This second opportunity would never have come to me if I hadn’t put in the time and effort of meeting all the people working on that first shoot. As a word to the wise, it’s something you need to do, too. In fact, on every shoot, try to meet everyone you’re working with and always leave a positive impression.
This strategy always pays off for me.
Typically I’ll get the call-back when the client has another shoot. Even if I don’t get the call-back from the client, someone on the production team will remember me, which means sooner or later I will get a call from them… even if they have moved to a new production company.
It’s actually something I’ve been doing since my very first days on set as the guy who carried apple boxes and assisted in any way I could on set.
If I hadn’t have bothered to shake hands and keep a positive attitude in those early years… if I hadn’t continued the practice on every shoot… I’m pretty sure I wouldn’t have done as well as I’m doing today.
Yeah, yeah… but what about The Stones?
Well, the first time I worked for The Stones I was blown away by the world-class professionalism I witnessed in the members of their entire organization. Many of them have been with the band for more than 20 years, which shows in how well everything in their operation runs. At least the parts I was privy to see.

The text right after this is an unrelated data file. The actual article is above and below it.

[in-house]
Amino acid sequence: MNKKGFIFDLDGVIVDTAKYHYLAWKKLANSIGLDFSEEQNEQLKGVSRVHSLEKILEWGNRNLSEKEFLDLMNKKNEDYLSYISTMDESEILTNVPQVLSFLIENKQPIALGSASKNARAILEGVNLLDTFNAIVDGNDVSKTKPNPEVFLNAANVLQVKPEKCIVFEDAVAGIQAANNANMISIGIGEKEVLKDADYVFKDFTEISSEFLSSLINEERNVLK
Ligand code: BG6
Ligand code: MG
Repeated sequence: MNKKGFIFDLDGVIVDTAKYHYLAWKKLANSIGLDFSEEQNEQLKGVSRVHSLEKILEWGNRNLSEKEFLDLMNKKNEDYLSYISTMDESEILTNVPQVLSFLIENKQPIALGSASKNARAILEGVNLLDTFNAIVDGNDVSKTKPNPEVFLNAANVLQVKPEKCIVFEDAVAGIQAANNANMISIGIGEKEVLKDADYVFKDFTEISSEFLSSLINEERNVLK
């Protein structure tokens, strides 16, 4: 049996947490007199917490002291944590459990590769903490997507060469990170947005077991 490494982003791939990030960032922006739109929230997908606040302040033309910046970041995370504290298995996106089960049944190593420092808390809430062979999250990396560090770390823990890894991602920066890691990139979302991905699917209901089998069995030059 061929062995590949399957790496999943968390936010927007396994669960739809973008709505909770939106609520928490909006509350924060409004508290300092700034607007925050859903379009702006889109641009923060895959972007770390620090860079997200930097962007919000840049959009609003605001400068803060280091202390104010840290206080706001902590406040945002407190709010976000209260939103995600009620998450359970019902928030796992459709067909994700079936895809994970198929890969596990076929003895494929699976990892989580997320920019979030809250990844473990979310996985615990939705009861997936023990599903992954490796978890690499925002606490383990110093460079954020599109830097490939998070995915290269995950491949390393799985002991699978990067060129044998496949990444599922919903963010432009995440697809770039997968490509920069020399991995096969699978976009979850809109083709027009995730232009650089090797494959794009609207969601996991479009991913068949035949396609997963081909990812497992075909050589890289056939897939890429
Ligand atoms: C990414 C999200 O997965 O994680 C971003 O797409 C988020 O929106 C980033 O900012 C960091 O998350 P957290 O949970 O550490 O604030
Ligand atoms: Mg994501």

What they needed this second time around was for me to light their rehearsal hall, a fairly large room of about 60’x30′ with all the walls and ceilings covered with black sound-acoustic material. The only lighting in the room were two room-length single tube fluorescent fixtures. Not very pretty, but functional.
The band was rehearsing for the Desert Trip and Las Vegas concerts; they wanted to record a song in the room. However, their tour lighting director told them the look was a no-go and they’d need to hire someone who could properly light the room pronto. That’s when my phone rang.
I quickly shuffled a couple of things around on my calendar and the next afternoon I was at the rehearsal studio meeting with James the DP and Patrick the Lighting Director. At that moment The Stones were pounding it out in the studio. After some discussion of what was needed, we went to see the space.